ISBN is

978-0-8446-1504-2 / 0844615048

Lectures on Modern History

by Acton, Lord

Publisher:Peter Smith Pub Inc

Edition:Hardcover

Language:English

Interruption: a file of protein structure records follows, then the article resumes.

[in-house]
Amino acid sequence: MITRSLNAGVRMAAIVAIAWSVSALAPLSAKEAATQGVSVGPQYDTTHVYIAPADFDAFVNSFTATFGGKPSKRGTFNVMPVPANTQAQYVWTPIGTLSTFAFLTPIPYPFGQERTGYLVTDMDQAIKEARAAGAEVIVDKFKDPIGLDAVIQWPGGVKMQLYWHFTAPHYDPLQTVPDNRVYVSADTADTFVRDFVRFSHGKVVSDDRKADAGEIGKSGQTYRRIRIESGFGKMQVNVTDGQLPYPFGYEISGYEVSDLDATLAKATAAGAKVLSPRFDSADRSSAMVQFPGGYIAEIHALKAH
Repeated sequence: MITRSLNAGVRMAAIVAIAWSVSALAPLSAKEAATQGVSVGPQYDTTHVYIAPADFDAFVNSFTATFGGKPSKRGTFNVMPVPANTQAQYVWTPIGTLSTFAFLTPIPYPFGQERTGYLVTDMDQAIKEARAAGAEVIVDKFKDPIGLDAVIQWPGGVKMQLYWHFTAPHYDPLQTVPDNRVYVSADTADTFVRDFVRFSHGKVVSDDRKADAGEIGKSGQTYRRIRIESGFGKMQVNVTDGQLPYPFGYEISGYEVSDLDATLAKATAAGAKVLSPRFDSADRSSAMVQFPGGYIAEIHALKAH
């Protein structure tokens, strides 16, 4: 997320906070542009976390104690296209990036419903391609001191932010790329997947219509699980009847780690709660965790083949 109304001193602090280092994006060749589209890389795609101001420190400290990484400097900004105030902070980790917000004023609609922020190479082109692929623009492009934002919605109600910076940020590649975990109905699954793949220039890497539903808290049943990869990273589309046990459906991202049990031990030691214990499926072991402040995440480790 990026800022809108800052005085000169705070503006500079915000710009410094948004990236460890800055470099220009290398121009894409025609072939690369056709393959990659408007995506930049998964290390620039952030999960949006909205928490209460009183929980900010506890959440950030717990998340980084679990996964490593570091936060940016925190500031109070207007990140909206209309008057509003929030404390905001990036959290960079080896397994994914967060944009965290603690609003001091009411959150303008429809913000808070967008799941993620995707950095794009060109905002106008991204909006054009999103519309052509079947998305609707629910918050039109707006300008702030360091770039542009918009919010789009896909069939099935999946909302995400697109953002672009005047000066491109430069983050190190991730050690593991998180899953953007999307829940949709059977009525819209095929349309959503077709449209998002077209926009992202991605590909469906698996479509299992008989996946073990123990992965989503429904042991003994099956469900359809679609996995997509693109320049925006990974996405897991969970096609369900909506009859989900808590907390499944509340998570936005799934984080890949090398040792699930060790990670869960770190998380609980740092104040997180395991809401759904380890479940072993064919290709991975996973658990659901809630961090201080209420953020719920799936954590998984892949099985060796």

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Excerpt: ...Genevese felt his superiority and put him on the commission which revised the Constitution. It was not changed in any important way, and the influence of the Geneva Constitution upon Calvin was greater than his influence on the government of Geneva. The city was governed by a Lesser or Inner Council of twenty-five, composed of the four syndics, the four of last year, and as many more as made up the twenty-five. These belonged to the ruling families, and were seldom renewed. Whilst the Lesser Council administered, through the syndics, the Great Council of two hundred was the legislature. Its members were appointed, not by popular election, but by the Lesser Council. Between the twenty-five and the two hundred were the sixty, who only appeared when the Lesser Council wanted to prepare a majority in the Greater Council. Its function was to mediate between the executive and the legislature. It was a system of concentric circles; for the twenty-five became the sixty by adding the necessary number of thirty-five, and the sixty became the two hundred by the addition of one hundred and forty members. Beyond this was the assembly of citizens, who only met twice a year to elect the syndics and the judge, from names presented by the Lesser Council. The popular element was excluded. Beyond the citizens were the burghers, who did not enjoy the franchise. Between the two there was material for friction and a constitutional struggle, the struggle from which Rousseau proceeded, and which had some share in preparing the French Revolution. Upon this background Calvin designed his scheme of Church government and discipline. His purpose was to reform society as well as doctrine. He did not desire orthodoxy apart from virtue, but would have the faith of the community manifested in its moral condition. And as the mere repression of scandals would promote hypocrisy, it was necessary that private life should be investigated by the same authority that was obeyed in public....

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